Callie and Savana and I finished getting ready and walked over to the gym, where the party was.
Savana and I chattered on and on, and Callie snuck up behind us and tried to be annoying. But it didn’t work. She was too interesting.
We were almost there when who should show up but Roberta and a couple of her friends. I was afraid they would be mean to me, but Serenity wasn’t there, so maybe not.
“Uh, Can we talk to you, Joy?”
“You seem to be doing that just fine,” Callie snapped.
Roberta rolled her eyes. “Fine, I’ll be blunt about it. Go away Callie an-”
“Absolutely not,” Callie interrupted.
Savana looked at me. “Go on ahead, I’ll be there in a sec.”
“We, uh, want to apologize.” Roberta told me. “We were jealous.”
“Of me?” I practically shrieked, I was so surprised. “What could you possibly be jealous about?”
“The teachers were always so nice to you.” One of the other girls spoke up. “They always asked how you were, you got extensions on assignments, sometimes easier stuff,”
“And we never got any of that.” The last girl admitted. “We thought you were faking, we really did, or at least making it out to be much worse.”
“When you started to act fine, we thought we knew we were right.” Roberta sighed. “I never realized that you were, you were…”
While Roberta groped for words one of the other girls interrupted. “Pretending to be okay while actually ruining your health so that we would be nice.”
“And we are really sorry.” Roberta apologized. “If I knew how much that had hurt me, I wouldn’t have gone along with it.”
While thankful for their apology, I had more to say. “Here’s the thing Roberta: You were really mean. Whether or not you knew shouldn’t have mattered. Whether or not I actually had the illness also shouldn’t have mattered. Not knowing is not an excuse to be mean. Now, I know that I should have asked for help, taken care of myself, and not let you do this to me. We both should have done things different. But you and your friends hurt me a lot.”
“I’m sorry Joy. I really am.”
“Me too,” Chimed in her friends.
And then I turned and walked away.
I knew I would never be friends with these girls again. But I also knew that never again would I let anyone hurt me that much. Never again would I care so much about what other people think and do that I let it hurt me.
I went to go find my friends, which were, as always, hanging around the food. We had a good time talking and laughing and eating food.
Callie was in the middle of a great story about her cat and the ceiling fan when who should arrive but Serenity. Serenity who hadn’t even bothered to apologize.
“Hey, you want to join our group again?” Serenity was trying to act all friendly, but I suppose it was because a lot of people had been talking to me, now that they knew my story.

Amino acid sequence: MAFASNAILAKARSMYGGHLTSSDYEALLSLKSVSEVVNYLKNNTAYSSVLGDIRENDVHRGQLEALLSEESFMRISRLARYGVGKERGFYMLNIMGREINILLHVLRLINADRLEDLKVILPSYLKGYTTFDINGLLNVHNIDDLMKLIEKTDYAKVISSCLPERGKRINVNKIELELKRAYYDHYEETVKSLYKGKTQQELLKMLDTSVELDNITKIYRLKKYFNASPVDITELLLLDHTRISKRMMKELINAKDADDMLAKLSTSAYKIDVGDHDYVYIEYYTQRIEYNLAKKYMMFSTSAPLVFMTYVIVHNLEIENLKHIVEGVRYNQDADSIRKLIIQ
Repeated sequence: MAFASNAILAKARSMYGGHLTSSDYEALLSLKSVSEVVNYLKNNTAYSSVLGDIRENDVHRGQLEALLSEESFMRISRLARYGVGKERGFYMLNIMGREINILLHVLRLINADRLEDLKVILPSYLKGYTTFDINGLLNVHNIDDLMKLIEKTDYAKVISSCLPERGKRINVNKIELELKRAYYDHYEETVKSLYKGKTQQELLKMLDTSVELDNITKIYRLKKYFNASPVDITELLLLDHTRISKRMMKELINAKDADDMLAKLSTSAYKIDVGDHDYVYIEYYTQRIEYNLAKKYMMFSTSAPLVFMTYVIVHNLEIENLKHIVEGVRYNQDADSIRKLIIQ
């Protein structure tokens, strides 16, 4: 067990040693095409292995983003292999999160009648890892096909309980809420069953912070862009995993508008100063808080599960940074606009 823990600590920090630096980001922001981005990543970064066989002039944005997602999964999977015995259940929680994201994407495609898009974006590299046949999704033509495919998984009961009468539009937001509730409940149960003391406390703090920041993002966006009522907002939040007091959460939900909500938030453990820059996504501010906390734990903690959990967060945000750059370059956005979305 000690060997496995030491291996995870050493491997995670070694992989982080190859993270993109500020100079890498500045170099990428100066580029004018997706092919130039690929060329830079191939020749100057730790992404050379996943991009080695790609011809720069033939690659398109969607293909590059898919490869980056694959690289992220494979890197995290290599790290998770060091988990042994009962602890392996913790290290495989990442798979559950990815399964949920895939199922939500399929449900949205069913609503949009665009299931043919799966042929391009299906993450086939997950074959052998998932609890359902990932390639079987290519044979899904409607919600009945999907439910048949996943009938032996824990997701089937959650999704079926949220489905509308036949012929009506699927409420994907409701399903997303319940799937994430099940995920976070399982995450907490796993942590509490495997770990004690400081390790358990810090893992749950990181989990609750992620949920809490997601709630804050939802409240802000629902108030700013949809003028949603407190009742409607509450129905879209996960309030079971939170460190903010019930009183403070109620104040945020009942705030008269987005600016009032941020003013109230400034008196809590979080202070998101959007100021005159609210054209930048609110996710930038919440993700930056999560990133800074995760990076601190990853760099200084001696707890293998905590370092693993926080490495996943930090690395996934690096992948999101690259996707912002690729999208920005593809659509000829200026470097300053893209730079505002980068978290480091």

“No thanks.” I said coolly. “I have friends. Real friends.”
When I was on my way to talk to my mom a girl I didn’t know approached me.
“Hello. You don’t know me, but my name is Anika.”
“I wanted to tell you that you have inspired me. I have a chronic illness too – though I don’t think its the same one. I came here from a different boarding school, which I left because the other kids were mean to me because of my illness.” Anika paused. I got the feeling that this was not an easy story to tell. “For the longest time I didn’t tell anyone my story, and I didn’t trust anyone, which resulted in no friends. And seeing how you told people your story, even though it turned out bad, but you didn’t try to cover it up and pretend you were normal, okay, well you did, but you never said you didn’t have the illness.” Anika stopped talking, and I thought she was done. but then she continued. “And you were finally willing to tell your story and get help. And now, here you are, facing the people who hurt you. I think that’s really cool. I finally managed to tell some people, and they, they actually cared. And now I have friends, and well, hearing your story has helped so much for me.”
“Wow. That’s, I mean, It’s so cool to see that my story has helped someone else. But how do you know it?”
“The day after you left we had an assembly about illness and bullying and such.”
We exchanged contact info, and promised to keep in touch.
But I couldn’t stop thinking “I inspired someone with my story. That’s SO cool!”
Ellen also came to talk to me. “I’m so proud of you Joy.”
“For having the strength to recover, and also for being brave enough to come back.”
It was only halfway through the party, but I was ready to go home. I was tired, and not feeling well, and I wanted to stay, but I also knew that I needed to take care of myself.
I was worried about what people would say if I left. But then I realized I didn’t care.
This wasn’t about them. It was about me. And I was going home.
I went to go find my friends. They were disappointed that I was going home, of course, but also happy that I was going home if I needed to go home.
“One last thing,” Savana insisted.
We took a picture of the three of us, and I hung that picture on my wall when I got home, and looked at it when I was sad. I kept it for a long time.
And then I left.
“We love you!”
And for the first time in a really long time, I believed them.